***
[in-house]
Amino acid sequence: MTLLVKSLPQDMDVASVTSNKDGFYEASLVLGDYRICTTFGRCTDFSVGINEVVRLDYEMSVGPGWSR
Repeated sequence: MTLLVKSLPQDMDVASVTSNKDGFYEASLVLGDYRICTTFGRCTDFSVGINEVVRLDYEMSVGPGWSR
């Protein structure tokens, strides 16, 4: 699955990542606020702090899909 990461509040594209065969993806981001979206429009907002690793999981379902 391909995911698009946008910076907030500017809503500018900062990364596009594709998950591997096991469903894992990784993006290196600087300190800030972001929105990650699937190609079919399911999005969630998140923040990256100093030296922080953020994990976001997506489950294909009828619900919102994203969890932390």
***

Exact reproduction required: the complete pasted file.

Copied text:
[in-house]
Amino acid sequence: MTLLVKSLPQDMDVASVTSNKDGFYEASLVLGDYRICTTFGRCTDFSVGINEVVRLDYEMSVGPGWSR
Repeated sequence: MTLLVKSLPQDMDVASVTSNKDGFYEASLVLGDYRICTTFGRCTDFSVGINEVVRLDYEMSVGPGWSR
């Protein structure tokens, strides 16, 4: 699955990542606020702090899909 990461509040594209065969993806981001979206429009907002690793999981379902 391909995911698009946008910076907030500017809503500018900062990364596009594709998950591997096991469903894992990784993006290196600087300190800030972001929105990650699937190609079919399911999005969630998140923040990256100093030296922080953020994990976001997506489950294909009828619900919102994203969890932390």